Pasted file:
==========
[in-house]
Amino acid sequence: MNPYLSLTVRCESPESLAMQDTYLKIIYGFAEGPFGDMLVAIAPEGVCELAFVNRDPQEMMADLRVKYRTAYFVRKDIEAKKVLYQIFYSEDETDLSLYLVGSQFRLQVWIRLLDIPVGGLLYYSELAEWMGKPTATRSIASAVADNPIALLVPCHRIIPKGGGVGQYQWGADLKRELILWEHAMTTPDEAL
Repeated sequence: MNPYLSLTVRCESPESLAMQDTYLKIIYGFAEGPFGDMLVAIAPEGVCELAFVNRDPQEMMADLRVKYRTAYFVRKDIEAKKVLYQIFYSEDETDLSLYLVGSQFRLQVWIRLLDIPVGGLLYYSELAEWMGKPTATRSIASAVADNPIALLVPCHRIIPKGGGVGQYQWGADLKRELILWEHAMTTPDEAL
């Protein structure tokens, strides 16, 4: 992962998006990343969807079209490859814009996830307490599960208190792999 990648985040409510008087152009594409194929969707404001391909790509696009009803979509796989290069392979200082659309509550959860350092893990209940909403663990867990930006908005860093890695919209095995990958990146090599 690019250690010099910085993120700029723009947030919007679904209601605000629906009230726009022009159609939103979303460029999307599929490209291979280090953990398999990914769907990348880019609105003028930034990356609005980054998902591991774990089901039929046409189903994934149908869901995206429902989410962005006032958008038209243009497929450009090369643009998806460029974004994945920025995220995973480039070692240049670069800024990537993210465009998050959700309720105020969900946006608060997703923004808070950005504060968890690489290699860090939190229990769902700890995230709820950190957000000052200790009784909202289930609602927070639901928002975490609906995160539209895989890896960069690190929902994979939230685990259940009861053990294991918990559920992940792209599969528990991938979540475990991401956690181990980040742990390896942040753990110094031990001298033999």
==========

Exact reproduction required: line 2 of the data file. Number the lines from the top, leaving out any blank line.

Amino acid sequence: MNPYLSLTVRCESPESLAMQDTYLKIIYGFAEGPFGDMLVAIAPEGVCELAFVNRDPQEMMADLRVKYRTAYFVRKDIEAKKVLYQIFYSEDETDLSLYLVGSQFRLQVWIRLLDIPVGGLLYYSELAEWMGKPTATRSIASAVADNPIALLVPCHRIIPKGGGVGQYQWGADLKRELILWEHAMTTPDEAL